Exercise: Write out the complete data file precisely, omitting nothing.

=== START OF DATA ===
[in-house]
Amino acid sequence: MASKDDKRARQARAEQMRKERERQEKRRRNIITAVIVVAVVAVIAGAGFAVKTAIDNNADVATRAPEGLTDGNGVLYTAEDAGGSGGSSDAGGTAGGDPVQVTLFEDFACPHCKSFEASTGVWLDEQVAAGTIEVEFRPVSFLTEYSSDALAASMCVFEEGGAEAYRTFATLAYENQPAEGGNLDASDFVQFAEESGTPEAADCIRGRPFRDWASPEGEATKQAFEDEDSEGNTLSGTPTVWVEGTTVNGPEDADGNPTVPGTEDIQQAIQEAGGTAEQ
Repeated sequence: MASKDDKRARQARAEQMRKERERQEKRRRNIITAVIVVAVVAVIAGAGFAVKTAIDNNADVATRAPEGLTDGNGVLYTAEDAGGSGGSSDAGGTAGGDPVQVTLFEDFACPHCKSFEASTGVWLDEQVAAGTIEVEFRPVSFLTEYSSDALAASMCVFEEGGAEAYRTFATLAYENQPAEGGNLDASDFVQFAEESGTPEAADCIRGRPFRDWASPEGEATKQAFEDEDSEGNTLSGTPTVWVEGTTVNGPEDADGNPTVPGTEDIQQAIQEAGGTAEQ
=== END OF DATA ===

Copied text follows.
[in-house]
Amino acid sequence: MASKDDKRARQARAEQMRKERERQEKRRRNIITAVIVVAVVAVIAGAGFAVKTAIDNNADVATRAPEGLTDGNGVLYTAEDAGGSGGSSDAGGTAGGDPVQVTLFEDFACPHCKSFEASTGVWLDEQVAAGTIEVEFRPVSFLTEYSSDALAASMCVFEEGGAEAYRTFATLAYENQPAEGGNLDASDFVQFAEESGTPEAADCIRGRPFRDWASPEGEATKQAFEDEDSEGNTLSGTPTVWVEGTTVNGPEDADGNPTVPGTEDIQQAIQEAGGTAEQ
Repeated sequence: MASKDDKRARQARAEQMRKERERQEKRRRNIITAVIVVAVVAVIAGAGFAVKTAIDNNADVATRAPEGLTDGNGVLYTAEDAGGSGGSSDAGGTAGGDPVQVTLFEDFACPHCKSFEASTGVWLDEQVAAGTIEVEFRPVSFLTEYSSDALAASMCVFEEGGAEAYRTFATLAYENQPAEGGNLDASDFVQFAEESGTPEAADCIRGRPFRDWASPEGEATKQAFEDEDSEGNTLSGTPTVWVEGTTVNGPEDADGNPTVPGTEDIQQAIQEAGGTAEQ